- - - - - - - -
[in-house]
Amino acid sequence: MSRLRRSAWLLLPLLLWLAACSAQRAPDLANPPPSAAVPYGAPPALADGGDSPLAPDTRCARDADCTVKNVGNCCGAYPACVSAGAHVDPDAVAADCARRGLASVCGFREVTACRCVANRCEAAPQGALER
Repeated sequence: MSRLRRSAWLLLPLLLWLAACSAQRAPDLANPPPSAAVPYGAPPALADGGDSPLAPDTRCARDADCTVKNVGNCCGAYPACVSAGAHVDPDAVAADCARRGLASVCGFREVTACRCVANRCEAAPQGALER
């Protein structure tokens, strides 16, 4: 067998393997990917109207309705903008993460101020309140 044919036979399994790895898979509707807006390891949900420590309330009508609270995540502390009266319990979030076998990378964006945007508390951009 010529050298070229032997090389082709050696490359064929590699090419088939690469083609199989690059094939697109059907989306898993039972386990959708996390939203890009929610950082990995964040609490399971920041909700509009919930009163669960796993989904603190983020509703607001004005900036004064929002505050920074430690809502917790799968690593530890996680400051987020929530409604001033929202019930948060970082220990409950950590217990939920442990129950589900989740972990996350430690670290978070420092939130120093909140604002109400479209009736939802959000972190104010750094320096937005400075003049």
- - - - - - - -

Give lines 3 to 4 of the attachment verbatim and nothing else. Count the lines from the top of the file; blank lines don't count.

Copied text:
Repeated sequence: MSRLRRSAWLLLPLLLWLAACSAQRAPDLANPPPSAAVPYGAPPALADGGDSPLAPDTRCARDADCTVKNVGNCCGAYPACVSAGAHVDPDAVAADCARRGLASVCGFREVTACRCVANRCEAAPQGALER
């Protein structure tokens, strides 16, 4: 067998393997990917109207309705903008993460101020309140 044919036979399994790895898979509707807006390891949900420590309330009508609270995540502390009266319990979030076998990378964006945007508390951009 010529050298070229032997090389082709050696490359064929590699090419088939690469083609199989690059094939697109059907989306898993039972386990959708996390939203890009929610950082990995964040609490399971920041909700509009919930009163669960796993989904603190983020509703607001004005900036004064929002505050920074430690809502917790799968690593530890996680400051987020929530409604001033929202019930948060970082220990409950950590217990939920442990129950589900989740972990996350430690670290978070420092939130120093909140604002109400479209009736939802959000972190104010750094320096937005400075003049």